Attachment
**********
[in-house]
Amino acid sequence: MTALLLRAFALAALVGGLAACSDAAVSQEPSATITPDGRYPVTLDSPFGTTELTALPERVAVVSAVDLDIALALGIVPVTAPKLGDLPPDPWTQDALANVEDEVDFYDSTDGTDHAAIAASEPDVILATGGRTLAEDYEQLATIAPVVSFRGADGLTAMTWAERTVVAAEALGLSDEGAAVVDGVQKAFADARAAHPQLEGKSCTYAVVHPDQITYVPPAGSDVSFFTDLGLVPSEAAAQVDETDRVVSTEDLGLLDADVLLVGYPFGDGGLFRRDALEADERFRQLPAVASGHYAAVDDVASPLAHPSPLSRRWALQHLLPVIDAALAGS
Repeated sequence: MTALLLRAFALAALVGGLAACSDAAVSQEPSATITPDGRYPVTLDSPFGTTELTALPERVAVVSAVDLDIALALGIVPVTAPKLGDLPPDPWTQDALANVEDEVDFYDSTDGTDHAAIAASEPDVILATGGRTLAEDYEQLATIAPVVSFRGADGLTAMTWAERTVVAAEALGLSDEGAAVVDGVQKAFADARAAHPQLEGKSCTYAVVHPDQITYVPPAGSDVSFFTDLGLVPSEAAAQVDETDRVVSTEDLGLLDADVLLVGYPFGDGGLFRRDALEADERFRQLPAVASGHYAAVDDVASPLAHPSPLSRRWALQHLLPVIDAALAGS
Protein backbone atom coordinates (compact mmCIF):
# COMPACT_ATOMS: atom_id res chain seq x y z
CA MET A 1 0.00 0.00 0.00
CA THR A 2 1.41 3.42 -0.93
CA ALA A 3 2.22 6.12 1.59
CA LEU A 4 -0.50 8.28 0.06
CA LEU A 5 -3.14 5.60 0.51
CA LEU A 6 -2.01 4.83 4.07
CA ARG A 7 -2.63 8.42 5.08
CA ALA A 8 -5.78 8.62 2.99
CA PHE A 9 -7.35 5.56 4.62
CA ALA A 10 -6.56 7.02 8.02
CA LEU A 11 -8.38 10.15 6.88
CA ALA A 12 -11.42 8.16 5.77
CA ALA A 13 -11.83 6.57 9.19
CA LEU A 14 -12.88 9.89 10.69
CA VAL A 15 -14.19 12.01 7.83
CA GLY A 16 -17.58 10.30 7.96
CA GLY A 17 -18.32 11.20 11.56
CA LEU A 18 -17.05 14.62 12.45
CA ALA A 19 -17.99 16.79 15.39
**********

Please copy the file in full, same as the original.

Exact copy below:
[in-house]
Amino acid sequence: MTALLLRAFALAALVGGLAACSDAAVSQEPSATITPDGRYPVTLDSPFGTTELTALPERVAVVSAVDLDIALALGIVPVTAPKLGDLPPDPWTQDALANVEDEVDFYDSTDGTDHAAIAASEPDVILATGGRTLAEDYEQLATIAPVVSFRGADGLTAMTWAERTVVAAEALGLSDEGAAVVDGVQKAFADARAAHPQLEGKSCTYAVVHPDQITYVPPAGSDVSFFTDLGLVPSEAAAQVDETDRVVSTEDLGLLDADVLLVGYPFGDGGLFRRDALEADERFRQLPAVASGHYAAVDDVASPLAHPSPLSRRWALQHLLPVIDAALAGS
Repeated sequence: MTALLLRAFALAALVGGLAACSDAAVSQEPSATITPDGRYPVTLDSPFGTTELTALPERVAVVSAVDLDIALALGIVPVTAPKLGDLPPDPWTQDALANVEDEVDFYDSTDGTDHAAIAASEPDVILATGGRTLAEDYEQLATIAPVVSFRGADGLTAMTWAERTVVAAEALGLSDEGAAVVDGVQKAFADARAAHPQLEGKSCTYAVVHPDQITYVPPAGSDVSFFTDLGLVPSEAAAQVDETDRVVSTEDLGLLDADVLLVGYPFGDGGLFRRDALEADERFRQLPAVASGHYAAVDDVASPLAHPSPLSRRWALQHLLPVIDAALAGS
Protein backbone atom coordinates (compact mmCIF):
# COMPACT_ATOMS: atom_id res chain seq x y z
CA MET A 1 0.00 0.00 0.00
CA THR A 2 1.41 3.42 -0.93
CA ALA A 3 2.22 6.12 1.59
CA LEU A 4 -0.50 8.28 0.06
CA LEU A 5 -3.14 5.60 0.51
CA LEU A 6 -2.01 4.83 4.07
CA ARG A 7 -2.63 8.42 5.08
CA ALA A 8 -5.78 8.62 2.99
CA PHE A 9 -7.35 5.56 4.62
CA ALA A 10 -6.56 7.02 8.02
CA LEU A 11 -8.38 10.15 6.88
CA ALA A 12 -11.42 8.16 5.77
CA ALA A 13 -11.83 6.57 9.19
CA LEU A 14 -12.88 9.89 10.69
CA VAL A 15 -14.19 12.01 7.83
CA GLY A 16 -17.58 10.30 7.96
CA GLY A 17 -18.32 11.20 11.56
CA LEU A 18 -17.05 14.62 12.45
CA ALA A 19 -17.99 16.79 15.39